The air smelled all Georgio and ocean in LA and my body worked so well I felt nothing, nothing, which is what health and vitality are, feeling nothing but heat on the bed, body on the sheets, the summer smell of my body in that not-new crusty motorhome parked outside Aunt’s house at the top of a street on a hill on a curve. It shouldn’t have worked parking on the ridge between Torrance and, over there, Redondo. The street was too small but she loved that RV and parked it in front of her house after she picked me up at Beck’s, my other grandpa, the one I hadn’t seen in so long. He didn’t know where I’d been or why, how I hitchhiked across the Utah desert and Nevada and slept with a truck driver in a cheap motel with shitty beds because I was fourteen and my step-dad threw me out of the car in Salt Lake.
He didn’t ask and I didn’t say. She knew but didn’t say anything. We had that in common.
I sometimes go back to that hill but nothing’s there anymore except I am in that bed over the cab, my own little place because there was no room in Aunt’s house. She acted embarrassed but to me it was heaven and I told her I couldn’t think of a more-fun thing to do. I ran to it that first night to fuck around because I was only fourteen and didn’t know how to pick up sex then and the whole thing was mine so I jammed myself thinking about the missionaries that used to come knocking on the door and the new nylon shorts I was wearing, the blue running shorts she bought me with the slit up the leg so high, and I couldn’t be stopped and nobody was around and they probably couldn’t see even though the little cab-light was on and they probably saw, or saw the camper moving, but I didn’t think about that too long because it felt so good. Nobody said anything the next morning, not even her son, even though he looked at me weird and they’d have to be blind not to see.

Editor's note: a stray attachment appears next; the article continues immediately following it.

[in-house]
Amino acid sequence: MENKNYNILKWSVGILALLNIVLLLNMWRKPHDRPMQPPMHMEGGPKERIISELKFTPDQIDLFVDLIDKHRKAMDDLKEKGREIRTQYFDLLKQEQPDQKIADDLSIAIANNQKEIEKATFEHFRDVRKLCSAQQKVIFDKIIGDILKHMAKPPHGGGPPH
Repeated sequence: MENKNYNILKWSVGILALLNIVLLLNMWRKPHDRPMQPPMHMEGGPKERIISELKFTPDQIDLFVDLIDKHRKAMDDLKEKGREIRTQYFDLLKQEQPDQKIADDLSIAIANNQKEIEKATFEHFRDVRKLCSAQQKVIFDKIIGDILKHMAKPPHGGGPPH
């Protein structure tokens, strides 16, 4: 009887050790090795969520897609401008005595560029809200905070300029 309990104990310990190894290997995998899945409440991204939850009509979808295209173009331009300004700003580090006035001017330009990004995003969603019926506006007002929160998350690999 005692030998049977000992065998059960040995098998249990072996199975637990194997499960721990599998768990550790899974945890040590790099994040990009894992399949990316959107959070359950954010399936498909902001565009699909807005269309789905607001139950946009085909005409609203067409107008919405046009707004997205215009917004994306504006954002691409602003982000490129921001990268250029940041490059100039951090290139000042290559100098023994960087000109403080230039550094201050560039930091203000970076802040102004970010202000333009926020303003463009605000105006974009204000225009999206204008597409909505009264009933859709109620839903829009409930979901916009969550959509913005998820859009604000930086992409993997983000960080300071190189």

I was a nice boy everyone pitied because I was not strong and who my step-dad married. Someone once said at his church “For what he’s been through…Heavenly Father sure made him smart.” Skinny arms and twig legs and desire for those missionaries, desire so wild I yelled the first time I came and then it became a contest to see how far it could go until I knew I was gay and not just friends with guys and my first thought was “Cool.” Then all hell broke loose again and I’m almost fifteen in an RV parked on a curve at the top of a hill. I want so many guys I feel like a whore back when being a whore was dangerous because AIDS was out so I’m fucking around above the cab amazed at how I smell and happy. Aunt drives me to Universal Studios the next day and says she thought she washed the sheets but evidently not and opens the windows as she drives up the 405 freeway. This is the first time I feel like a man. Everything changes. I didn’t think it would — I wanted time to kiss Bryce and use my body with him and have someone beautiful take me away. But she smelled the sheets and I was proud and didn’t need Bryce or mom or a dad because I was sure.
It’s all good now. There’s no need to go back to my glorious skin or dream other whores out there waiting to be touched and taken and left so they can go to work the next day and then home to kids and husbands who know nothing. I go back to that bed over the cab that smelled of sweat and cum because I love how the story began and I watch everything that’s happened and say:
“Fuck you were a skinny whore.”
I feel good. I feel fifty while I sit at the table, stay up for the words because they are strong and true and because this is who I want to be, where I want to be, writing under a crap light while people wonder what the fuck I’m doing parked on this goddamn hill.
Photo by Sebastian Huxley on Unsplash